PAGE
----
SPRINGFIELD, Mass. -- Intimidating? The No. 8 Springfield Central High School boy’s basketball team won’t admit it, but the Golden Eagles are growing an armored layer of invincibility with every convincing Western Mass win.
Some old-timers say there hasn’t been a better high school team in the region since Springfield Cathedral won the state title in 2002. Others say this Central team is the school’s best since former NBA guard Travis Best lit up the scoreboards.
“They win most games before they even step on the court. They just intimidate the piss out of people,” said Springfield Cathedral coach Justin Dalessio before his team lost 87-78 at Central on Monday night.
But there was nothing scared or timid about Cathedral.
“We know you don’t put fear into those guys. They come to play hard every night, especially against us,” said Central coach Mike Labrie.
The players in the cross-town rival know each other well. They had tied for the Valley League title last season. Many of the players play AAU basketball, summer league basketball or pickup basketball with each other. The level of familiarity bred a certain amount of respect. But it also brought a scrappiness that was evident in both teams.
“We knew exactly what we were going into. I call [Central] my brothers. I love them to death on and off the court,” said Jordan Monts, who led Cathedral with 27 points. “But on the court, I want nothing more than to beat them.”
On Monday, Monts would not be so lucky.
The two teams raced back and forth so quickly in the first quarter that spectators seemingly resembled like tennis fans, their heads whipping back and forth to follow the ball. Central hit four threes in the quarter, but Cathedral countered with quick ball movement to beat the famed Central press, and the Panthers trailed just 21-19 after one.
Central had been steam-rolling teams from Western Mass., its closest game entering Monday out of nine in the region being a 19-point victory against Putnam a week and a half ago. The Eagles were beating Western Mass teams by an average of 34.8 points heading into Monday’s meeting against Cathedral, although they did lose to Connecticut power Windsor High School by six points in the Hoophall Classic.
“The scores we’re beating people by are intimidating them. It’s not us. It’s the scores,” said guard Chris Prophet, who led Central with 20 points. But when pressed, he added, “We have great guard play, when we get Tyrell Springer going he’s a great player and Kamari (Robinson) -- our whole team is really good.”
The Eagles weren’t perfect Monday night, but they were good enough. Cathedral primarily uses five players and brings very little depth off the bench (although Cullen Burke did provide a lift Monday, especially in the second half), and the second quarter saw Central’s depth begin to make its impact.
The Eagles held Cathedral to just two points in the first five minutes of the second quarter, forcing turnovers and turning them into transition buckets to open a 41-32 halftime lead. But Cathedral would not go without a fight. Almost literally.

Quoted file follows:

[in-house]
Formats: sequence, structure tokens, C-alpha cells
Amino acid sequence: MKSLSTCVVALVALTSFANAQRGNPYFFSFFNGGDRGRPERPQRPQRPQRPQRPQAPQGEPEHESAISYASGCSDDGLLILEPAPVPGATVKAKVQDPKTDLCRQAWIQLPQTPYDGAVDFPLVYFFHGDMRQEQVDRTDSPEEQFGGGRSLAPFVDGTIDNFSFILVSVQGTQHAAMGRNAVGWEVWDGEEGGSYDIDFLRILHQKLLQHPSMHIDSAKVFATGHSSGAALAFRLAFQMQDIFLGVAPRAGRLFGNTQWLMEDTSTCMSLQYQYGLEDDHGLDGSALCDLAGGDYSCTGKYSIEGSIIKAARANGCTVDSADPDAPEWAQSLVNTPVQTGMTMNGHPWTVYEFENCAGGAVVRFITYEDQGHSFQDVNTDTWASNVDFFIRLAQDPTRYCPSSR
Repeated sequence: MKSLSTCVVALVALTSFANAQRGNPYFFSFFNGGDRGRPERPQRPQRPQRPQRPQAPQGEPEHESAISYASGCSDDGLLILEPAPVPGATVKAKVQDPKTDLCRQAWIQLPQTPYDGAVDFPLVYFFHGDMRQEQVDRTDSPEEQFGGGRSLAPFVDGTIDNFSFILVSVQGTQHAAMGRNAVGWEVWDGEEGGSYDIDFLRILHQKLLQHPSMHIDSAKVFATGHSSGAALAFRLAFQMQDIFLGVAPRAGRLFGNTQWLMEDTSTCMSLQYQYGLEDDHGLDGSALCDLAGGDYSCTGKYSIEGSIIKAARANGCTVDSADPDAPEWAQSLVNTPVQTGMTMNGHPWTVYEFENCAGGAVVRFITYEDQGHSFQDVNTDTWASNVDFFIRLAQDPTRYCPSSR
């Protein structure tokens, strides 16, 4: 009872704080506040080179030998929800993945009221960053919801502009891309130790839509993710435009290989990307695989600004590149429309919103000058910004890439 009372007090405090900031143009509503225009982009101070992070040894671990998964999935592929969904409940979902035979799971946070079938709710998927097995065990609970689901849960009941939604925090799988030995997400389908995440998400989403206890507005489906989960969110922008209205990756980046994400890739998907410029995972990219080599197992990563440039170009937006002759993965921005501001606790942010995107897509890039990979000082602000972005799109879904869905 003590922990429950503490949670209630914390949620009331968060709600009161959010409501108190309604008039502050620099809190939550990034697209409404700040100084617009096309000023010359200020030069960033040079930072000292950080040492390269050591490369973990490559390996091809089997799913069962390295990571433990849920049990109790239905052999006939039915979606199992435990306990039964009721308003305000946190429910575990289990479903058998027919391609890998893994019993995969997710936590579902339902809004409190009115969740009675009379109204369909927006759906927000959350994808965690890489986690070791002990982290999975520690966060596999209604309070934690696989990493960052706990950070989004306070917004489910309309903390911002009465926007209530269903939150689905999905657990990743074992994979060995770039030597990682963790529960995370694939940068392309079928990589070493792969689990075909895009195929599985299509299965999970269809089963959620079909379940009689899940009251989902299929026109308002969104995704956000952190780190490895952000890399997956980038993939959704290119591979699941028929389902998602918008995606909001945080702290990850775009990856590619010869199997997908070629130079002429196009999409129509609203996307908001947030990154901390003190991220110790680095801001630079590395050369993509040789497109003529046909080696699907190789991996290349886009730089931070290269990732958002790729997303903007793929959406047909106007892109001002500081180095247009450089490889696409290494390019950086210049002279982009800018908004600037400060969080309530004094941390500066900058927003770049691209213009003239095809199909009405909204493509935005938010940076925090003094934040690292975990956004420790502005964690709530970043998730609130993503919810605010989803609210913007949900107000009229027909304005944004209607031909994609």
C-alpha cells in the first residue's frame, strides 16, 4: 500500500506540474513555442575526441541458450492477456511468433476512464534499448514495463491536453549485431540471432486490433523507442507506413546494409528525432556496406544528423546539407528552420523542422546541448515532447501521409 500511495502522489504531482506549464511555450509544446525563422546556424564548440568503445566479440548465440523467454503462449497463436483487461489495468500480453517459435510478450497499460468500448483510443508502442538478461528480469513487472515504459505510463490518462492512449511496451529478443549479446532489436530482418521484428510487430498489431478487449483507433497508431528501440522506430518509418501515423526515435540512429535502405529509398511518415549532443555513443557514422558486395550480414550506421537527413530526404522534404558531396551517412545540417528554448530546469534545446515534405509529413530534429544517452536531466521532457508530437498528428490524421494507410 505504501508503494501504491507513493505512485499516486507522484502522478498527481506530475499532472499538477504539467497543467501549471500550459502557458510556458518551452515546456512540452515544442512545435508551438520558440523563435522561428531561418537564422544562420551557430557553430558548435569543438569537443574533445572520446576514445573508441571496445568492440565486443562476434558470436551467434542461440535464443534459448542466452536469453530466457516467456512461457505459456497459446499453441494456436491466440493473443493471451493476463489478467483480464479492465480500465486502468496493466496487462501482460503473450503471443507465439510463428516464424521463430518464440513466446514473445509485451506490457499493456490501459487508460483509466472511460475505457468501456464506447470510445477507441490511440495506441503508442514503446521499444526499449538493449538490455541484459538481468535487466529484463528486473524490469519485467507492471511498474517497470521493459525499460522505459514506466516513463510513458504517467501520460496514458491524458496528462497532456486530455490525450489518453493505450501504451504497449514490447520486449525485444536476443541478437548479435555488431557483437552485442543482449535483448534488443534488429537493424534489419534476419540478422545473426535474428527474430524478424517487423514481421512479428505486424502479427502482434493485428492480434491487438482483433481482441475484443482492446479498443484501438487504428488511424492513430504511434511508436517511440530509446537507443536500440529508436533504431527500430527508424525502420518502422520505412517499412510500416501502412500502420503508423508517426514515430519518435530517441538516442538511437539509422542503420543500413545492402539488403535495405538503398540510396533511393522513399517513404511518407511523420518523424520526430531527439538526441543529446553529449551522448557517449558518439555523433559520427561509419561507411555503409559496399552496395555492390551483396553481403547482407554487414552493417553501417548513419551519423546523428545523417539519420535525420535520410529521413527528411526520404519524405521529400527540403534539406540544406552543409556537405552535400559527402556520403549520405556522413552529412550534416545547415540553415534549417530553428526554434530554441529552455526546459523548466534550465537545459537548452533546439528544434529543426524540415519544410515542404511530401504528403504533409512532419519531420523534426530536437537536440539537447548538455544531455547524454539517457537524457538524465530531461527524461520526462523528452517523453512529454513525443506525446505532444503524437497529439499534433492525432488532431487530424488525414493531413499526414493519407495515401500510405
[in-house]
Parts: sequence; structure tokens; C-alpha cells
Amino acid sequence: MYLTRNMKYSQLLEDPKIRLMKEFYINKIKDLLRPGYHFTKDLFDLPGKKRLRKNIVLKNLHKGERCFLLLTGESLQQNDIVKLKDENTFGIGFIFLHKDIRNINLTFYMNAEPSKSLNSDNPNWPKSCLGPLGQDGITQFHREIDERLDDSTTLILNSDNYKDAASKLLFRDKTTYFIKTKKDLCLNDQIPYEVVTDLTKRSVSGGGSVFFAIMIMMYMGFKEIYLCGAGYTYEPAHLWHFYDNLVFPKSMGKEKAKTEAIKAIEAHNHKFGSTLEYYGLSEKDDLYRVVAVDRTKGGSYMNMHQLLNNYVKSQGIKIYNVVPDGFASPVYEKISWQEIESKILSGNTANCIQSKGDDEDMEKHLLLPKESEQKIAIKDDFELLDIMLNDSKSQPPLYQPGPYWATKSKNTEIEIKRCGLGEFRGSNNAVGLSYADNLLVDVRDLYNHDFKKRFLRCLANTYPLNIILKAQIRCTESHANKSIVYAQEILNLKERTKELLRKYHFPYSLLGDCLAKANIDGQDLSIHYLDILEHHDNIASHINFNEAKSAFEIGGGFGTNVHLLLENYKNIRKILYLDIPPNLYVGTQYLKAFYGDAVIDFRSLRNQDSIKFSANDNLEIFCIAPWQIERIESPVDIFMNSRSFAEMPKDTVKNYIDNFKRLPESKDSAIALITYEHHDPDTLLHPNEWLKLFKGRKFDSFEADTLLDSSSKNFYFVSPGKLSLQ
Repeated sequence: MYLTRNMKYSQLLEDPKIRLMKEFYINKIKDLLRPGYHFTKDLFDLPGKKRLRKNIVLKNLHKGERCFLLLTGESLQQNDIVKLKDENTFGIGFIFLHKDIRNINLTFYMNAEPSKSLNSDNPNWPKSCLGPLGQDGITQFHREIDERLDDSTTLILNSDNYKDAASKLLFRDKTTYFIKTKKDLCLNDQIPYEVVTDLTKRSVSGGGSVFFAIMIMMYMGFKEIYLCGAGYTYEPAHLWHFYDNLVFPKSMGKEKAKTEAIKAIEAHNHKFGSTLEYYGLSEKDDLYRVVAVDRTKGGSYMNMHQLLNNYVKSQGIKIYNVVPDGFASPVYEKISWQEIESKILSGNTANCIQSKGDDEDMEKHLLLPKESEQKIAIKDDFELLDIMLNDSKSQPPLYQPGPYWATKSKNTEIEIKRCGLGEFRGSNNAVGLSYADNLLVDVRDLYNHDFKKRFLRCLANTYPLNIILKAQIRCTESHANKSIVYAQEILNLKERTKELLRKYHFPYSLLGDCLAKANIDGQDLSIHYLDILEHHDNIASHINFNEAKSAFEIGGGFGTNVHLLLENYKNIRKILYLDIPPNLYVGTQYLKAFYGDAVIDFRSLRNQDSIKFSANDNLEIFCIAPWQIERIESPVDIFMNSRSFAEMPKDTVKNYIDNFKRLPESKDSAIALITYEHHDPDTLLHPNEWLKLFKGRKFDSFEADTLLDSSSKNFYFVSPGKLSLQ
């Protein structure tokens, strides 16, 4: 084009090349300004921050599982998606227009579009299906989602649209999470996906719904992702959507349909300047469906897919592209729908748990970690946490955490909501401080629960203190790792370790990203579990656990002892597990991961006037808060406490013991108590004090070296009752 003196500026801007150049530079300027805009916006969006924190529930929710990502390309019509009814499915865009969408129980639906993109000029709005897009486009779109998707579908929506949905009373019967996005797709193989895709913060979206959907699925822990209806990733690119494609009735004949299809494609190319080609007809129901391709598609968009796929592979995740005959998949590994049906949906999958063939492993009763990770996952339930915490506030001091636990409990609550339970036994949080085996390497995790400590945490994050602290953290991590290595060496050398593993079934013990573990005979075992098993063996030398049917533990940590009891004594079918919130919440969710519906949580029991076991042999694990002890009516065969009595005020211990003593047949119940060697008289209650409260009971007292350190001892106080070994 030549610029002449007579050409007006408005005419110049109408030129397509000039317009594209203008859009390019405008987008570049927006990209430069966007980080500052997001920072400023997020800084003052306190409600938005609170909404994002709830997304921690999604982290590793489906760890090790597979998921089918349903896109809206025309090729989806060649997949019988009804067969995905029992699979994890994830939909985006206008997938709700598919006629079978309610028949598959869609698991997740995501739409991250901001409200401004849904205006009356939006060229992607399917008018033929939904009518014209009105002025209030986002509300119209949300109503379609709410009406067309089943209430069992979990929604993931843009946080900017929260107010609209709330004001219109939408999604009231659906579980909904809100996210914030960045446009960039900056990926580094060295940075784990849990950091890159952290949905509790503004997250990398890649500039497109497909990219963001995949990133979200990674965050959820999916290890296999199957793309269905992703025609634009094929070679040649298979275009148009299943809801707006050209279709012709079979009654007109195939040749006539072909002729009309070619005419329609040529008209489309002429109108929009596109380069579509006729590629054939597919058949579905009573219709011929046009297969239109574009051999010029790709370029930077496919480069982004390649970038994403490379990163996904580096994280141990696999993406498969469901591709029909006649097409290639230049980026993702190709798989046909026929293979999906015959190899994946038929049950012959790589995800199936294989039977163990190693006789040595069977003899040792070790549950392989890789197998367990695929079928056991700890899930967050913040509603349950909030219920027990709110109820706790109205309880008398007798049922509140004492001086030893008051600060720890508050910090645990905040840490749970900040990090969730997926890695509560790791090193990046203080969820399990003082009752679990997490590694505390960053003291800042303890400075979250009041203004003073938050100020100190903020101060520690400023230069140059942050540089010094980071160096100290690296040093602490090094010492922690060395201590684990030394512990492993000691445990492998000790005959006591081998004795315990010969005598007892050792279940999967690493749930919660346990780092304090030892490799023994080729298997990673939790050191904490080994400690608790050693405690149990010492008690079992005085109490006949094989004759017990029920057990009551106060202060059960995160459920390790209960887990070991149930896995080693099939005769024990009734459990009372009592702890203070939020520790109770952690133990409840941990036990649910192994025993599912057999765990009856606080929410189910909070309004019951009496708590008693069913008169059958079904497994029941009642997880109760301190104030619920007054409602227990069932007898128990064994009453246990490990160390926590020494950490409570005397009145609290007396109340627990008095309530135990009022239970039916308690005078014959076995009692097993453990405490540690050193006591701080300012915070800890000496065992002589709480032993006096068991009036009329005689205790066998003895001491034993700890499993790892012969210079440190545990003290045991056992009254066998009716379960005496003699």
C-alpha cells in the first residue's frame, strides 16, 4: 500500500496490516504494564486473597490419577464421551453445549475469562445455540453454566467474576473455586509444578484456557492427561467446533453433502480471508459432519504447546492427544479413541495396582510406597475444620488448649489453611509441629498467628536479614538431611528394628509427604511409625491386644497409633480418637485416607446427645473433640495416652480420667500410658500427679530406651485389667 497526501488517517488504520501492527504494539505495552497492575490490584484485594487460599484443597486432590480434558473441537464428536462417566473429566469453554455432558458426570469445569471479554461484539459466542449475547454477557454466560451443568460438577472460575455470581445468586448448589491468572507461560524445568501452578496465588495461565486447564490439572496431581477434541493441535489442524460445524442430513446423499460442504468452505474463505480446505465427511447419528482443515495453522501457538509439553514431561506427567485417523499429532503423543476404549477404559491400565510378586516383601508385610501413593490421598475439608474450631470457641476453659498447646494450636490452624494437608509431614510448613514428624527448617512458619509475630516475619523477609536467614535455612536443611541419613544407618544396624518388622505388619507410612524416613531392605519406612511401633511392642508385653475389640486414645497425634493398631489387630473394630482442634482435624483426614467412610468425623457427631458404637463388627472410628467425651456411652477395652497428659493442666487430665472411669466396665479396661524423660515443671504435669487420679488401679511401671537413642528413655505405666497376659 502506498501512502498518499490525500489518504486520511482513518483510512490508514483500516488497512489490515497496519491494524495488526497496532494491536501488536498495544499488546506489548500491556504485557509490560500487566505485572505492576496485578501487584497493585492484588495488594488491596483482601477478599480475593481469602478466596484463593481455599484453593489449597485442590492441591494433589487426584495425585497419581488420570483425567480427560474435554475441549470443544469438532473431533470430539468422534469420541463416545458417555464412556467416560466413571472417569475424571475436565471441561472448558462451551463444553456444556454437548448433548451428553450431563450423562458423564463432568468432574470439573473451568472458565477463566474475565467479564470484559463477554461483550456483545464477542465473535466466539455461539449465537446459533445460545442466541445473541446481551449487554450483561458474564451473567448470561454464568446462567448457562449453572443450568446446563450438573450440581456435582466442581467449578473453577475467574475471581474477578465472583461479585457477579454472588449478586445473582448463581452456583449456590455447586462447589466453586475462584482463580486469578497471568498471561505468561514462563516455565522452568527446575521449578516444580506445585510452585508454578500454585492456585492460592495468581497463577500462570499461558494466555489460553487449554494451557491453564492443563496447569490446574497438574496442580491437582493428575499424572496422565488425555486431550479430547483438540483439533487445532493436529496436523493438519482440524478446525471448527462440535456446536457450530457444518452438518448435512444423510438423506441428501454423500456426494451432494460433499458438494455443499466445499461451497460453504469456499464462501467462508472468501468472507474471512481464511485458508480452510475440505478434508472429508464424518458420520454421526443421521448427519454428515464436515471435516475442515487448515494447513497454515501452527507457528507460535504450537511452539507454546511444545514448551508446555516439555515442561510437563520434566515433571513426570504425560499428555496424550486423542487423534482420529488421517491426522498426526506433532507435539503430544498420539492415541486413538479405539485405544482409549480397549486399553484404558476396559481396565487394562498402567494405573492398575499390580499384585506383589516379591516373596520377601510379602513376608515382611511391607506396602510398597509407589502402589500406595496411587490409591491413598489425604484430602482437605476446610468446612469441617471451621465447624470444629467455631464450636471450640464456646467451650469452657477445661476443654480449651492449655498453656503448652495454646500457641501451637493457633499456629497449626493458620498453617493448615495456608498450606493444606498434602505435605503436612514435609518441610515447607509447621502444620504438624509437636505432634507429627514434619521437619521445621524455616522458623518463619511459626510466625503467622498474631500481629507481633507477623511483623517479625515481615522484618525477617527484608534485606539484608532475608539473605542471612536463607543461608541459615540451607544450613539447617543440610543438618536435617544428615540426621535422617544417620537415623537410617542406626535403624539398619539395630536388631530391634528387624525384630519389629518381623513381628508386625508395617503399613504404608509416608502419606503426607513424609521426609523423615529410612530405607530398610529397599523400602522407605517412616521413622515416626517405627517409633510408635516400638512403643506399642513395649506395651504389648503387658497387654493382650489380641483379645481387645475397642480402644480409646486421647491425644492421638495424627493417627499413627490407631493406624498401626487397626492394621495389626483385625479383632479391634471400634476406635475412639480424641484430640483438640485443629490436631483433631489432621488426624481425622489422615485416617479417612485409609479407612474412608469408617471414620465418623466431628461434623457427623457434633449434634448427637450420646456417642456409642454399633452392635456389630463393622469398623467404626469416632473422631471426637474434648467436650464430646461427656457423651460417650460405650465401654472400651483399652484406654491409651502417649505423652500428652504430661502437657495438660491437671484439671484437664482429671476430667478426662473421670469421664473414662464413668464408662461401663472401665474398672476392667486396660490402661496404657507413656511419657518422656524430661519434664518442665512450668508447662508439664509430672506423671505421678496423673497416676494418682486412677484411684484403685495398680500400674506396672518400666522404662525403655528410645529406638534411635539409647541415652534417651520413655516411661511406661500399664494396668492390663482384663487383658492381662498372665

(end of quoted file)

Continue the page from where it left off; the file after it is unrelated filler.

The game turned into a whistle-fest. Five technical fouls were called, including a double technical foul that occurred when Marquez Collins (who scored 21 points for Cathedral) finished an and-one, screamed in a Central player’s face and then got shoved for his antics. Cathedral shot 23 second-half free throws. Central shot 28.
“The refs really favored us,” said Prophet.
“The game lost its flow,” added Dalessio, “and my players -- we have four senior starters -- need to have more composure.”
Central led by as many as 18 points after halftime, and Cathedral never cut the lead closer than six. But every time it seemed as if Central would put the game in its back pocket, Cathedral revived itself with a run.
Three minutes into the third quarter, Cathedral trailed by ten points when the crowd started chanting for Springer, who had been mostly kept in check before then.
“Ty-rell, Spring-er” came the home crowd chants, and the jumping jack Springer, as if on cue, bounced into action. He leapt and caught a pass, then streaked in for a two-handed tomahawk slam. Central stole the following inbounds pass and Springer exploded to the hoop, catching a bounce pass and rising in one motion for his second dunk in ten seconds. When Cathedral was called for a technical foul 20 seconds later, Springer hit both free throws for his fifth and sixth points in a 30-second span, and the 52-36 lead seemed insurmountable.
“I didn’t notice the crowd until someone pointed it out. When the game is going, I’m not focused on anything but the court,” said Springer, who finished with 14 points but fouled out midway through the fourth quarter.
Even after Springer’s surge, the win wouldn’t come easy. Monts and Collins attacked the hoop repeatedly as Central’s taller defenders struggled to stay in front of Cathedral’s five-guard lineup. Cathedral would cut the lead to single digits, Central would seize control again and Cathedral would dig itself out of yet another grave.
The Panthers made one final charge to cut a 14-point fourth-quarter deficit to 79-73 with two minutes left. But on the ensuing possession, Lee Turner drilled a three-pointer from the corner and Central could finally put Cathedral into its rearview.
“Nothing comes easy against Cathedral,” said Prophet. “They just play really hard.”